In October of 1961 at Brands Hatch, Carlisle (#125) leads Steve McQueen, Les Leston and Vic Elford. Elford came through to win, but Carlisle took 2nd.
Photo: Christabel Carlisle Archive
For three short years, in the early 1960s, Christabel Carlisle, now Lady Watson, was the name on the lips of everyone who attended race meetings in the UK. At that time, it was controversial for women to race cars. However, from out of nowhere she was an instant success. During her first laps at Silverstone, Marcus Chambers, BMC Competitions manager, noted her consistent lap times. After gaining the requisite signatures she earned her International racing license and from then on “mixed it” with the best of the day, often coming out in front. Surprisingly, she didn’t really enjoy racing, yet, like many of her pursuits before and since, while she was racing she wanted to do it to the best of her ability. Tragically, her career ended following an accident at the British GP meeting at Silverstone in 1963. Her name, however, is still synonymous with the early Minis, and fans of that era still revere her seemingly natural racing ability and competitive spirit. Recently, Vintage Racecar’s Mike Jiggle took time to talk with her about the indelible mark she made on British motor racing.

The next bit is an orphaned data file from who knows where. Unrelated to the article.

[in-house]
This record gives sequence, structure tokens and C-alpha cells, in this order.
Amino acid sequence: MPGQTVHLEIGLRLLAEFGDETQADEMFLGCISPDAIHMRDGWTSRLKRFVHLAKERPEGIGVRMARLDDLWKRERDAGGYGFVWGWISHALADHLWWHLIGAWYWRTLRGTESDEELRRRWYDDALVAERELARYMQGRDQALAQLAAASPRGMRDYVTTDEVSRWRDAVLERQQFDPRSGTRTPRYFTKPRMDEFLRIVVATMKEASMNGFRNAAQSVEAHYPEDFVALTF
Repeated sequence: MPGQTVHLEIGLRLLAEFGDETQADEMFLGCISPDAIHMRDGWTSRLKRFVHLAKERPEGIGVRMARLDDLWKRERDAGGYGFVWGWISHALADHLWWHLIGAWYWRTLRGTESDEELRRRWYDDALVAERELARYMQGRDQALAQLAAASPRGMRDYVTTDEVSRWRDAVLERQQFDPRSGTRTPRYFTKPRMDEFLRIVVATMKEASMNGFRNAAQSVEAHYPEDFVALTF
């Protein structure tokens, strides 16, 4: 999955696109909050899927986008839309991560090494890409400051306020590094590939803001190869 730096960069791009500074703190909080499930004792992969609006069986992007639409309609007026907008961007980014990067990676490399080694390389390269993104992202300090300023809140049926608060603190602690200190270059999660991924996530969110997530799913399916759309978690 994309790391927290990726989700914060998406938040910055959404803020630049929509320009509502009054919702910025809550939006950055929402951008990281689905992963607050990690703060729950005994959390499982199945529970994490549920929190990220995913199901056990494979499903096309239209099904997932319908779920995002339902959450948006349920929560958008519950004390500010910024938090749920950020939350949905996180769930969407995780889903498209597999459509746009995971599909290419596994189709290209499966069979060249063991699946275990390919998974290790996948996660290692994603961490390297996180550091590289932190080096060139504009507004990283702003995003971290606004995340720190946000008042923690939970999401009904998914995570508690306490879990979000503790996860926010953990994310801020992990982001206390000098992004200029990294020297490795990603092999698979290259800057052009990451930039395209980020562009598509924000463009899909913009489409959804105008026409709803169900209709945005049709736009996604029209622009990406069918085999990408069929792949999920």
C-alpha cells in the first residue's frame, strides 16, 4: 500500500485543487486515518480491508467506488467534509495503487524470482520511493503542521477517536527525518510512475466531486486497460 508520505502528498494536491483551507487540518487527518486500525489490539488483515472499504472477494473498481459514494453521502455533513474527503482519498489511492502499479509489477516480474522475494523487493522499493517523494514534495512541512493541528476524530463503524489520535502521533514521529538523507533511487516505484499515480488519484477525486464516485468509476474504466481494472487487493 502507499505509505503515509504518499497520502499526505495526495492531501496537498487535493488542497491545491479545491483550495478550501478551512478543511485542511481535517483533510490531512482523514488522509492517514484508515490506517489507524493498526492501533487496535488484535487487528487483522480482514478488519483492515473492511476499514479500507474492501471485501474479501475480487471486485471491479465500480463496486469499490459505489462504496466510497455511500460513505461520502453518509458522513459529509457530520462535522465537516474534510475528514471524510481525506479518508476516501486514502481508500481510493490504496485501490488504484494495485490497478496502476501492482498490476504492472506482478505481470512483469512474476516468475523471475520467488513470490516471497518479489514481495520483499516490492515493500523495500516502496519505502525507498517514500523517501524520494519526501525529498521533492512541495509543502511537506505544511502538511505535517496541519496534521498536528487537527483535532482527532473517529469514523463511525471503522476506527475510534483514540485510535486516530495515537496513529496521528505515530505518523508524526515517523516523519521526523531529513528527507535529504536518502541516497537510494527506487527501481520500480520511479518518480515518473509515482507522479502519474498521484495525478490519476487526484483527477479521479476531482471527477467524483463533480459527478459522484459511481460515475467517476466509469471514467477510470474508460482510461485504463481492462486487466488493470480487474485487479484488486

When one looks back at the 1960s in the UK we all remember the iconic car as the Mini, then there’s the model Twiggy, the Beatles and, in motor racing terms, the name Christabel Carlisle immediately comes to the fore. For someone whose career was very brief, you made quite an impact during that time. Can you elaborate for us?
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